Dubious[edit]

I dispute "Political change is often easier with a coalition government than in one-party or two-party dominant systems." The opposite case is more often made, in the context of plurality vs proportional systems: that a complete change of governing party affords opportunity for sweeping change, whereas an incoming coalition will likely negotiate a compromise programme similar to the outgoing coalition (especially if some parties are in both). jnestorius(talk) 01:39, 12 June 2010 (UTC)

"Partisan style" section is completely missing information about true multi-party systems[edit]

The "partisan style" section currently has the following subsections:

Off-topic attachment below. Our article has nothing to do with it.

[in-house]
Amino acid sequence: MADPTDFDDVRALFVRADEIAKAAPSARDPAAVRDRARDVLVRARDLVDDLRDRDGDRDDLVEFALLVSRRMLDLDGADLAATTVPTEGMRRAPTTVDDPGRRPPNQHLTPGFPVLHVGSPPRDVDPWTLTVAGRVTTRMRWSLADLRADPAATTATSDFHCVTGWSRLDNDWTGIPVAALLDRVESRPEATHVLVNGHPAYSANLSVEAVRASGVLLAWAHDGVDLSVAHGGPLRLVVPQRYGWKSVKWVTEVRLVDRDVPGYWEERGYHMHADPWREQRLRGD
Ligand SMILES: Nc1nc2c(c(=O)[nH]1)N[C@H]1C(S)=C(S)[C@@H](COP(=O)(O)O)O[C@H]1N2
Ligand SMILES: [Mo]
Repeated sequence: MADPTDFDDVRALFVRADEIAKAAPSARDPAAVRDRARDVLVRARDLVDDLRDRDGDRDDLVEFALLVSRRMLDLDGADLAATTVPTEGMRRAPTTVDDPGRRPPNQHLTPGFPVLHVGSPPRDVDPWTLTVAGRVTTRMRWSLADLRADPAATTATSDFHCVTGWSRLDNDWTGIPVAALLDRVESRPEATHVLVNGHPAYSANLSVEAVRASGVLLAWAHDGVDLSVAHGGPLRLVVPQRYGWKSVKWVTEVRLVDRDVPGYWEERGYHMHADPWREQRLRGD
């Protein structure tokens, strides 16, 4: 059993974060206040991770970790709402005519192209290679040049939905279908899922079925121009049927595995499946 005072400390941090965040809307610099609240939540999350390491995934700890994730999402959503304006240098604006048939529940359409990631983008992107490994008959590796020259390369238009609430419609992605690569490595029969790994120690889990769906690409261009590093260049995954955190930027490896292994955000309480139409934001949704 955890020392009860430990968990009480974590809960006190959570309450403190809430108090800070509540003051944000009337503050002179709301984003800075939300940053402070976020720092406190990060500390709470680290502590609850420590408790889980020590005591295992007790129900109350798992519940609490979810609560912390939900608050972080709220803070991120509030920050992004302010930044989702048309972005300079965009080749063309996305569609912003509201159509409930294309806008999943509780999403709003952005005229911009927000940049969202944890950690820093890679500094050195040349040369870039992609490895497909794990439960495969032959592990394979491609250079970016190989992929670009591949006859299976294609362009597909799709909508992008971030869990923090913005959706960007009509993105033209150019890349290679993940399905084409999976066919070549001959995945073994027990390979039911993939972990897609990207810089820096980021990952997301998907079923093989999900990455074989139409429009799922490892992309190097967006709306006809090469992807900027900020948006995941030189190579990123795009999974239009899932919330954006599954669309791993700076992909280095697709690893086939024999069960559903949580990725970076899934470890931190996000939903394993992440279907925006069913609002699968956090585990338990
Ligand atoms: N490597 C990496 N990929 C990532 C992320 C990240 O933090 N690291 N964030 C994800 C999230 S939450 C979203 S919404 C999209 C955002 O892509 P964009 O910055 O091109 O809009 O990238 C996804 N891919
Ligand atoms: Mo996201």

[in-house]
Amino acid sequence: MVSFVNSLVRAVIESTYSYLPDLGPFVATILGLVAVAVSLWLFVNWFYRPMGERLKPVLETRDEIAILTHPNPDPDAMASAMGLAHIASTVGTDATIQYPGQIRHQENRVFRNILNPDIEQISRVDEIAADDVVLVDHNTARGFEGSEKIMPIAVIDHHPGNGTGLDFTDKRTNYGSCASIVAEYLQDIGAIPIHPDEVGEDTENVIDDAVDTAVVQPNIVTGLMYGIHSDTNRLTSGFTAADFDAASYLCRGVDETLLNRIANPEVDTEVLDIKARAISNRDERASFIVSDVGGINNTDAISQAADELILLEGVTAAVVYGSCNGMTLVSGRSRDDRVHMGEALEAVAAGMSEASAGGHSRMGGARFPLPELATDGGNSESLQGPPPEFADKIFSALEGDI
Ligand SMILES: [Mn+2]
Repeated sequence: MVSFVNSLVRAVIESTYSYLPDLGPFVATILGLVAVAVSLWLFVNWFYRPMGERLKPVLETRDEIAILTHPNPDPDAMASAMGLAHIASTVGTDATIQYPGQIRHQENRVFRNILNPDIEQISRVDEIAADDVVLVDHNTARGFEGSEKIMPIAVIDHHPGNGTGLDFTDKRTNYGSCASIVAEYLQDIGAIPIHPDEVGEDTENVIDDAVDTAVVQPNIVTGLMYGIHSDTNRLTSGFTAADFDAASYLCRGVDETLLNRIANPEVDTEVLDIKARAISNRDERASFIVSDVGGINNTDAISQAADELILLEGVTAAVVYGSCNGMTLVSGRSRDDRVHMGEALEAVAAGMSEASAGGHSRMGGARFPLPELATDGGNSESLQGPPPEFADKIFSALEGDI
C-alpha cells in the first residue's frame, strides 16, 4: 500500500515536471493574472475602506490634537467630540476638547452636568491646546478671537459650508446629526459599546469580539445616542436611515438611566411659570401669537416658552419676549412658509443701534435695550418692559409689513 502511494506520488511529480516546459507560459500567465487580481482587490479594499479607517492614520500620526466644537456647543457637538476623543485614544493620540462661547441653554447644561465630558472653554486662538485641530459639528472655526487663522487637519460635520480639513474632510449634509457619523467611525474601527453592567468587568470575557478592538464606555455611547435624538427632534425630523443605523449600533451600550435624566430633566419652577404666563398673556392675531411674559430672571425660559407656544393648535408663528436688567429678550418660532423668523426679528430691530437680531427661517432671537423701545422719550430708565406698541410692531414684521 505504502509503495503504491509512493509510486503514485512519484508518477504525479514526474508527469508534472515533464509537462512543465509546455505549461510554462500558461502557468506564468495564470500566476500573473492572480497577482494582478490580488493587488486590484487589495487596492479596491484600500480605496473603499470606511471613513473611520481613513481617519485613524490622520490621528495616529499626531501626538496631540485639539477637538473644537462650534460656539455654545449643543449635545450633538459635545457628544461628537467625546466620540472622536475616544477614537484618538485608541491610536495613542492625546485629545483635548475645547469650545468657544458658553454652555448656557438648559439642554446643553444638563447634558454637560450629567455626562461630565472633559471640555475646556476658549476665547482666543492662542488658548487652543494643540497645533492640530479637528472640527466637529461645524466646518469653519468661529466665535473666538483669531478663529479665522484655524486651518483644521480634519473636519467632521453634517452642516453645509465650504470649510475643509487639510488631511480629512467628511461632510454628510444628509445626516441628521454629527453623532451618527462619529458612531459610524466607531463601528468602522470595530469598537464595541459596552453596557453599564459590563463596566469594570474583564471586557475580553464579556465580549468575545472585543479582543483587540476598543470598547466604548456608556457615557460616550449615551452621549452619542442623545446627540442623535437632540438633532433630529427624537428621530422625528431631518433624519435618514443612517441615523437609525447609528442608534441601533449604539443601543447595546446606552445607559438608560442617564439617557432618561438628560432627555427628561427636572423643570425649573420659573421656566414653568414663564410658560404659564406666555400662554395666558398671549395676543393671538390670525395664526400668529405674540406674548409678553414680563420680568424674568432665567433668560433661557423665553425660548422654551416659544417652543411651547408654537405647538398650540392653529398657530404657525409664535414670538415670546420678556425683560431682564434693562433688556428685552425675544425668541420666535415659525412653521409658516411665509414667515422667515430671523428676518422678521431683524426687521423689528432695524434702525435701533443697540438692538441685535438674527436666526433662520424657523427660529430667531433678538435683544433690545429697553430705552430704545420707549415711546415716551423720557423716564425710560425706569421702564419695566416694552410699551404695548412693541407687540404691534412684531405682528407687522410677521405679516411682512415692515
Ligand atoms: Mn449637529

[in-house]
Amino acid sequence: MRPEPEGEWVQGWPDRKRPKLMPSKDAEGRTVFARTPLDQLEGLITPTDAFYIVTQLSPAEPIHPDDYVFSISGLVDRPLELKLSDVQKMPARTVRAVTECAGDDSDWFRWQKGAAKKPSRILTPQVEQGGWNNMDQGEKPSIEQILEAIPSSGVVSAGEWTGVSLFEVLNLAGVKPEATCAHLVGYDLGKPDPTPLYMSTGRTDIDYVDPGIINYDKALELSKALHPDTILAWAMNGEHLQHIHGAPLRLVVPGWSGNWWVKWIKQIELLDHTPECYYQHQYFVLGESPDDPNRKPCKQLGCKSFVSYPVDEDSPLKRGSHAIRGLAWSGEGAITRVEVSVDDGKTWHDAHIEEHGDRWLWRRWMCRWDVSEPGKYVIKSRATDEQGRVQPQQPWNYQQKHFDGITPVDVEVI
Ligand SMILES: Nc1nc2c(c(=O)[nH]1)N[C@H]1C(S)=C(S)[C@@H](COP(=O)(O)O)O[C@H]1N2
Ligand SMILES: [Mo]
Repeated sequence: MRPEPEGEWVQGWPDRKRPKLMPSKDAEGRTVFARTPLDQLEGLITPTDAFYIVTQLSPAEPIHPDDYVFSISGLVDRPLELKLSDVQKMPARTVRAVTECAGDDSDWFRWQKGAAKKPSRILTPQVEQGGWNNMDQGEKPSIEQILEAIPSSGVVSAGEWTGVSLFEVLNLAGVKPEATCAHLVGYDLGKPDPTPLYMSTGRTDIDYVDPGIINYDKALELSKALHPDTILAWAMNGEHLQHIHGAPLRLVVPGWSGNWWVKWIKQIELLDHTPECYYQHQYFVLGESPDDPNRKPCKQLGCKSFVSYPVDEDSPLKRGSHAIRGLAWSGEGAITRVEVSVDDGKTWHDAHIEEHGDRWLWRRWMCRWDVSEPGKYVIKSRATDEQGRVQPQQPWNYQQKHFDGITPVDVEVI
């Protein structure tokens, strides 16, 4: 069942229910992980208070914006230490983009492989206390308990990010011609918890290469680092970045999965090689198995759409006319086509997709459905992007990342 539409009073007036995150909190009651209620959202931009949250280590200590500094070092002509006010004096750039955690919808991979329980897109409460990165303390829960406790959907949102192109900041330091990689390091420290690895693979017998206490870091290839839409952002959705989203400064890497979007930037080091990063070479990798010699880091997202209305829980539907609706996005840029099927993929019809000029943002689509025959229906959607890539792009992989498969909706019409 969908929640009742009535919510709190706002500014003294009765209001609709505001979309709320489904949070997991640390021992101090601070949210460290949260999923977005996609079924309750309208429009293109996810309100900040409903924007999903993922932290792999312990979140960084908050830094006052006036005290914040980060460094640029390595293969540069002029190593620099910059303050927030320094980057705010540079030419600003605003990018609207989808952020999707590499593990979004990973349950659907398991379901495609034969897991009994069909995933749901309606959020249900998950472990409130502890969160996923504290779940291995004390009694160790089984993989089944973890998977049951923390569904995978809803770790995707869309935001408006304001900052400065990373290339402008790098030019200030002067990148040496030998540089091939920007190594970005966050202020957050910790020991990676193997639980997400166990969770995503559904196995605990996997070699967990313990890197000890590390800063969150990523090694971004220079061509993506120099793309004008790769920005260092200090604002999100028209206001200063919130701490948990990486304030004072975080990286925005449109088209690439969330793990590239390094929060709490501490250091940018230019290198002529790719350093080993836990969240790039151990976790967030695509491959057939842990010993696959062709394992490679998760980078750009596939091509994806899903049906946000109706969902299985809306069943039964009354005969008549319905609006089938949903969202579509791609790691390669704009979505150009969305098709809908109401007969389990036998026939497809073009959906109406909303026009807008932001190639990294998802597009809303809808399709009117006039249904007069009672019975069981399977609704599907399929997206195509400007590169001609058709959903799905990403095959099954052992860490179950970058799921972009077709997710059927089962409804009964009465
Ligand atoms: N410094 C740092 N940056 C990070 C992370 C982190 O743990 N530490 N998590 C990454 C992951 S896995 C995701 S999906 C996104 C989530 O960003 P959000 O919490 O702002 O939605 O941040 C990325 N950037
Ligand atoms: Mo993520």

• Non-partisan - the entire concept of parties doesn't exist
  • One-party system - only one party is allowed to hold power
  • Two-party system - two strong parties hold all actual executive power
  • Multi-party system - two strong parties hold almost all actual executive powers, but there might be a few minority parties holding a small share of it

There is no actual mention at all about true multi-party systems where actual executive power is shared pretty much equally among more than two major parties. This system is actually used in at least Finland, Sweden, and Germany. It is, however, not used in either the United States or the United Kingdom which are, in effect, two-party systems (Democrats vs Republicans in the USA, Labours vs Tories in the UK), but this is not the "American and British" Wikipedia, this is the Wikipedia in the English language, and so it should cover all aspects of the world. JIP | Talk 19:43, 19 April 2011 (UTC)